So, sitting down, trying to think of witty opening for today's blog post, when a spider appears on the curtains next to my head. Twenty minutes and a few (justified) blood-curdling screams later, it is gone. Transported from my bedroom to the backyard by my darling dad. Very much appreciated.
The spider interrupted the beginning of my post about the movie I saw tonight called The Last Station. As I mentioned, my friends wanted to go and see The Last Song, but they changed their minds at the last minute, and decided to go to politically charged historical film instead of a teen chick flick. Apparently they really like James McAvoy:
(personally, I don't see the whole cute angle, but whatever)
As you may have guessed, if you are a regular reader or you have read the tagline of my blog, this is not my type of film, seeing as it does not have a deliciously predictable romance, a female protagonist, or a sappy ending. Instead it had political unrest, 1910's Tsarist Russia, and an old Russian author. They say it's good to shake things up some times. Well, here I am, putting my life in a blender (oh man, that was some bad writing there!).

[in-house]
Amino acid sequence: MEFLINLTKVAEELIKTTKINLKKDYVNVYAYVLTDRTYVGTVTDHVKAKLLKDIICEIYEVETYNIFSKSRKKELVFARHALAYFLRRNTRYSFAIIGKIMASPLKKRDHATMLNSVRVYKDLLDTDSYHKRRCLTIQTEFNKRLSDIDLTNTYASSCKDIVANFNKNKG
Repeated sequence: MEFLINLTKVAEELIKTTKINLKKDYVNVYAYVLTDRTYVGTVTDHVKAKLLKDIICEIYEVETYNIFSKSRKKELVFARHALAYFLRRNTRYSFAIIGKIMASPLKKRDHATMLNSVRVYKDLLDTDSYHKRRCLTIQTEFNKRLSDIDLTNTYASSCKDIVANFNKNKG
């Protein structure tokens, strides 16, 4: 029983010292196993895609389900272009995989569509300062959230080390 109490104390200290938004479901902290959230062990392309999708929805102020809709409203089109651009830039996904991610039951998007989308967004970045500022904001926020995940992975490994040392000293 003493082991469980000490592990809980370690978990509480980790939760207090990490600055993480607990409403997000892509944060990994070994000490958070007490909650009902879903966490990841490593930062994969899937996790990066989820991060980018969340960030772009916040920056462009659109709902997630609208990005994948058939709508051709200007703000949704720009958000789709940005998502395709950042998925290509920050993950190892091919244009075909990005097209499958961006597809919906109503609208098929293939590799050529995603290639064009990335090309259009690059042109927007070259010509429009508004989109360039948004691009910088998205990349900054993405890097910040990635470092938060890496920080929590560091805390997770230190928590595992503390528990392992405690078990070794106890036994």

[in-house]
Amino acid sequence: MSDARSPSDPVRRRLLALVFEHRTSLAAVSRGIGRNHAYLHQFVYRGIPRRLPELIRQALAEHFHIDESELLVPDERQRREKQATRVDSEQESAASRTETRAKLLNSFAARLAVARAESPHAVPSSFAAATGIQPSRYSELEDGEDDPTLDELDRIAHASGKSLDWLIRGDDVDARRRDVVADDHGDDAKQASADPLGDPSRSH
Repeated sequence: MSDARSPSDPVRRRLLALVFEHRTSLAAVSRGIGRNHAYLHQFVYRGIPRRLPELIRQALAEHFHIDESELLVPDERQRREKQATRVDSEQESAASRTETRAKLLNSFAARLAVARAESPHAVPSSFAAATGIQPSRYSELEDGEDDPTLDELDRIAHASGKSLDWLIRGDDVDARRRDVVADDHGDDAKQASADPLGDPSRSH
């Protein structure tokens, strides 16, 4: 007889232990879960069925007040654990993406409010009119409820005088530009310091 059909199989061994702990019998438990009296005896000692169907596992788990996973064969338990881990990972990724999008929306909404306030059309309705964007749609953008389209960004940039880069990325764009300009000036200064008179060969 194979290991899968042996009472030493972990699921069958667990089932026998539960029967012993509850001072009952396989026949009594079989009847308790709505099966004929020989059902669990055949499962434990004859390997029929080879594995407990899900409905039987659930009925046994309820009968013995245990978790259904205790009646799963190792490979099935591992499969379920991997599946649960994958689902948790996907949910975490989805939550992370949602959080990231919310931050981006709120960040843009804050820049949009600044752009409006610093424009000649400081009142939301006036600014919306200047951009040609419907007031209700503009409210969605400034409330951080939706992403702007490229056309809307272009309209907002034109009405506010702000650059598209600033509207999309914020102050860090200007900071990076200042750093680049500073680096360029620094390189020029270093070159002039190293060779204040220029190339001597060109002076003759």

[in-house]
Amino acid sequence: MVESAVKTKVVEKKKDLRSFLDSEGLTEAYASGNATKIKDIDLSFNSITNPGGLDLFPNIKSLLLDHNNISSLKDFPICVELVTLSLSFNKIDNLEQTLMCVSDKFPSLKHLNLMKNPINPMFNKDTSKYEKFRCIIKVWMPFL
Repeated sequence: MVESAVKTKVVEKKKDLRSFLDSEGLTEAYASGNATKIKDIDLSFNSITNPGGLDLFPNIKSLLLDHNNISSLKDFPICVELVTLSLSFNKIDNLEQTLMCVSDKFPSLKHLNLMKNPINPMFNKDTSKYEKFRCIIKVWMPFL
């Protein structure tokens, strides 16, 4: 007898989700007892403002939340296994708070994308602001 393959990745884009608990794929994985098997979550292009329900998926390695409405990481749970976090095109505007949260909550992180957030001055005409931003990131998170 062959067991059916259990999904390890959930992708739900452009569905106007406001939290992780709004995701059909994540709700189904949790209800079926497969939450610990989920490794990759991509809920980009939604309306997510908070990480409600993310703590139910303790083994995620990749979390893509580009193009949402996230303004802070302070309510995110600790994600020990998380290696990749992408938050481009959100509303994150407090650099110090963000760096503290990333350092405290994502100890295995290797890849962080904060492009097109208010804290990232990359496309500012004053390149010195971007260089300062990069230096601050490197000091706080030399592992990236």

In the end, it was an okay film. I don't really know. As you well know (seeing as I just told you!), I don't have much of a frame of reference. But from I could tell, it was fairly well done. It held my interest for the first two-thirds of the film, by which time I got sick of the whole Tolstoy-Sophya-Tolstoyian thing. I'm not one for politics (except for West Wing, of course). And Helen Mirren, Oscar winner she may be, got kind of annoying.
For those of you who haven't heard of this film (which is practically impossible, considering it was nominated for an Academy Award or two this past March), the plot is about the life of Leo Tolstoy, the famed Russian writer, who wrote such classics such as this one:
(another one of those classics I tried to read and failed)
The romance between James McAvoy and some-random-actress-I-don't-know (yeah, just looked her up on imdb, as she really hasn't been in anything. Except, apparently, a movie called How Harry Became a Tree, which I must say, sounds excellent) was surprisingly well done. It's an odd comment for me to make, but I must say I really liked the cinematography. The shots were really intimate and close. It was sweet and realistic and really romantic, in it's own way.
Oh wow, just fell asleep at my computer in the middle of writing this review. I think it may be time to go to bed. Well, in conclusion, I will give The Last Station 2.5/5 stars. The highest yet, but by no means the gold standard. I just haven't seen a good movie in a while...(this drought is set to end with Sex and the City 2 in May, if all goes according to plan, meaning the second movie is infinitely better then the first). My eyes are starting to drop again. I better stop while I can still complete my sentences. Good night, and good movie watching!